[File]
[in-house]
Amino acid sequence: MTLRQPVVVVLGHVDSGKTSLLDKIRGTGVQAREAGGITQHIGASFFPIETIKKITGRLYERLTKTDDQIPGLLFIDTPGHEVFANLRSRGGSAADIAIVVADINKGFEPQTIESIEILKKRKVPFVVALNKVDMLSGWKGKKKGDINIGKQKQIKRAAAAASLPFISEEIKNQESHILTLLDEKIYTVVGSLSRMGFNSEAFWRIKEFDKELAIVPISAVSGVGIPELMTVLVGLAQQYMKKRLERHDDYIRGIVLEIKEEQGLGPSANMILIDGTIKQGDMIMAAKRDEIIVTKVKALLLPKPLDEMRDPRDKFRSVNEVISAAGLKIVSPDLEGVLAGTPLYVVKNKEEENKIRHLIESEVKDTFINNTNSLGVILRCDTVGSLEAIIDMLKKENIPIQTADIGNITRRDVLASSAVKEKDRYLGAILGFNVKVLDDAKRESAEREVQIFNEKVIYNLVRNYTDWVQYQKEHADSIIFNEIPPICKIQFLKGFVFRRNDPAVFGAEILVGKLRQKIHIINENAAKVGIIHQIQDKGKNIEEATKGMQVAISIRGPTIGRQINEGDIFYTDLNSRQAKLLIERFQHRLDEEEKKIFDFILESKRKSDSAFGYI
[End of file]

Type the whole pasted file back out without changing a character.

[in-house]
Amino acid sequence: MTLRQPVVVVLGHVDSGKTSLLDKIRGTGVQAREAGGITQHIGASFFPIETIKKITGRLYERLTKTDDQIPGLLFIDTPGHEVFANLRSRGGSAADIAIVVADINKGFEPQTIESIEILKKRKVPFVVALNKVDMLSGWKGKKKGDINIGKQKQIKRAAAAASLPFISEEIKNQESHILTLLDEKIYTVVGSLSRMGFNSEAFWRIKEFDKELAIVPISAVSGVGIPELMTVLVGLAQQYMKKRLERHDDYIRGIVLEIKEEQGLGPSANMILIDGTIKQGDMIMAAKRDEIIVTKVKALLLPKPLDEMRDPRDKFRSVNEVISAAGLKIVSPDLEGVLAGTPLYVVKNKEEENKIRHLIESEVKDTFINNTNSLGVILRCDTVGSLEAIIDMLKKENIPIQTADIGNITRRDVLASSAVKEKDRYLGAILGFNVKVLDDAKRESAEREVQIFNEKVIYNLVRNYTDWVQYQKEHADSIIFNEIPPICKIQFLKGFVFRRNDPAVFGAEILVGKLRQKIHIINENAAKVGIIHQIQDKGKNIEEATKGMQVAISIRGPTIGRQINEGDIFYTDLNSRQAKLLIERFQHRLDEEEKKIFDFILESKRKSDSAFGYI